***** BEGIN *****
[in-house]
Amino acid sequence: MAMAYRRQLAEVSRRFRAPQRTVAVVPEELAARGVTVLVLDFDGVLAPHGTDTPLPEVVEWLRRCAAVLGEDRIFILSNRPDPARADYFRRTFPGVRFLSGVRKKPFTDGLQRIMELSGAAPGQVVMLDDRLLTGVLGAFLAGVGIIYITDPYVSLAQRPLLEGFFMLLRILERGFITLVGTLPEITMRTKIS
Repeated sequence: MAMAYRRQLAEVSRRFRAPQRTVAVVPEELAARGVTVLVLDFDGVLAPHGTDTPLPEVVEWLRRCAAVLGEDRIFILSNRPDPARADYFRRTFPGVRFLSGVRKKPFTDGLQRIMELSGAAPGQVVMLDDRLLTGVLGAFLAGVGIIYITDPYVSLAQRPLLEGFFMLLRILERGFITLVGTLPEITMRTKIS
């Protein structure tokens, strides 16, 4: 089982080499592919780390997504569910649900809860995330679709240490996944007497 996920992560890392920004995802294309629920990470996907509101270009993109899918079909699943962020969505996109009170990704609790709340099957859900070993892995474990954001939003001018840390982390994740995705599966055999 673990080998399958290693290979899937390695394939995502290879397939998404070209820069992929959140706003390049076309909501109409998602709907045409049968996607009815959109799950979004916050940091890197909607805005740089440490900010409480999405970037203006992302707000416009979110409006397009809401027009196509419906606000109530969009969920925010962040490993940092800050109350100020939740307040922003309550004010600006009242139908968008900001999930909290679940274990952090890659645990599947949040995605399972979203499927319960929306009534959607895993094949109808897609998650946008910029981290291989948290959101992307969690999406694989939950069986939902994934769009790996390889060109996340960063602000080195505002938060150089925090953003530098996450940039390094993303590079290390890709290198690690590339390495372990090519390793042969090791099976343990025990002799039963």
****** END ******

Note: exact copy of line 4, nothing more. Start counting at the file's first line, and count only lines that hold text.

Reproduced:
């Protein structure tokens, strides 16, 4: 089982080499592919780390997504569910649900809860995330679709240490996944007497 996920992560890392920004995802294309629920990470996907509101270009993109899918079909699943962020969505996109009170990704609790709340099957859900070993892995474990954001939003001018840390982390994740995705599966055999 673990080998399958290693290979899937390695394939995502290879397939998404070209820069992929959140706003390049076309909501109409998602709907045409049968996607009815959109799950979004916050940091890197909607805005740089440490900010409480999405970037203006992302707000416009979110409006397009809401027009196509419906606000109530969009969920925010962040490993940092800050109350100020939740307040922003309550004010600006009242139908968008900001999930909290679940274990952090890659645990599947949040995605399972979203499927319960929306009534959607895993094949109808897609998650946008910029981290291989948290959101992307969690999406694989939950069986939902994934769009790996390889060109996340960063602000080195505002938060150089925090953003530098996450940039390094993303590079290390890709290198690690590339390495372990090519390793042969090791099976343990025990002799039963």